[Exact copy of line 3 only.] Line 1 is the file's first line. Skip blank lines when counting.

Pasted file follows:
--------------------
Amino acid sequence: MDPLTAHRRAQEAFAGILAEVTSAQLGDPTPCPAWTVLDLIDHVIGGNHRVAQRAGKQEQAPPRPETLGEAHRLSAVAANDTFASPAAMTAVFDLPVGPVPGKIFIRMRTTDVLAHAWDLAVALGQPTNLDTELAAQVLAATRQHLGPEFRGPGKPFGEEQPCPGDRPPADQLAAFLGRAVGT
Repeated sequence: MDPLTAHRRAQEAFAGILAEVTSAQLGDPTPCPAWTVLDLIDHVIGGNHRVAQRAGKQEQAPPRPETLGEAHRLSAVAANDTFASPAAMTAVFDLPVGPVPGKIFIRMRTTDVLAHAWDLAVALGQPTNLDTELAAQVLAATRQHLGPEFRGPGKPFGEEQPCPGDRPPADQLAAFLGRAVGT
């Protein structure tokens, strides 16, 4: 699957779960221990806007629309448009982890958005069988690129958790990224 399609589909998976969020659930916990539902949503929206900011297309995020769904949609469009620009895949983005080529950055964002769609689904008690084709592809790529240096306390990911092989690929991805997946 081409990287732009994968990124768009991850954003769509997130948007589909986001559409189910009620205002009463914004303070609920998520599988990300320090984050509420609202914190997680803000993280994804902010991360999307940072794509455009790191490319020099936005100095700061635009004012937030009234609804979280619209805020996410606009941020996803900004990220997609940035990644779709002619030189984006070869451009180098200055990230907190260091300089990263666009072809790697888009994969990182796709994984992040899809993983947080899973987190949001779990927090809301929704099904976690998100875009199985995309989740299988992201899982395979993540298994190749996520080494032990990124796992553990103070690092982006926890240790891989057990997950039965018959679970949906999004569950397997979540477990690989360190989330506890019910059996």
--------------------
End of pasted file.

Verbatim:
């Protein structure tokens, strides 16, 4: 699957779960221990806007629309448009982890958005069988690129958790990224 399609589909998976969020659930916990539902949503929206900011297309995020769904949609469009620009895949983005080529950055964002769609689904008690084709592809790529240096306390990911092989690929991805997946 081409990287732009994968990124768009991850954003769509997130948007589909986001559409189910009620205002009463914004303070609920998520599988990300320090984050509420609202914190997680803000993280994804902010991360999307940072794509455009790191490319020099936005100095700061635009004012937030009234609804979280619209805020996410606009941020996803900004990220997609940035990644779709002619030189984006070869451009180098200055990230907190260091300089990263666009072809790697888009994969990182796709994984992040899809993983947080899973987190949001779990927090809301929704099904976690998100875009199985995309989740299988992201899982395979993540298994190749996520080494032990990124796992553990103070690092982006926890240790891989057990997950039965018959679970949906999004569950397997979540477990690989360190989330506890019910059996």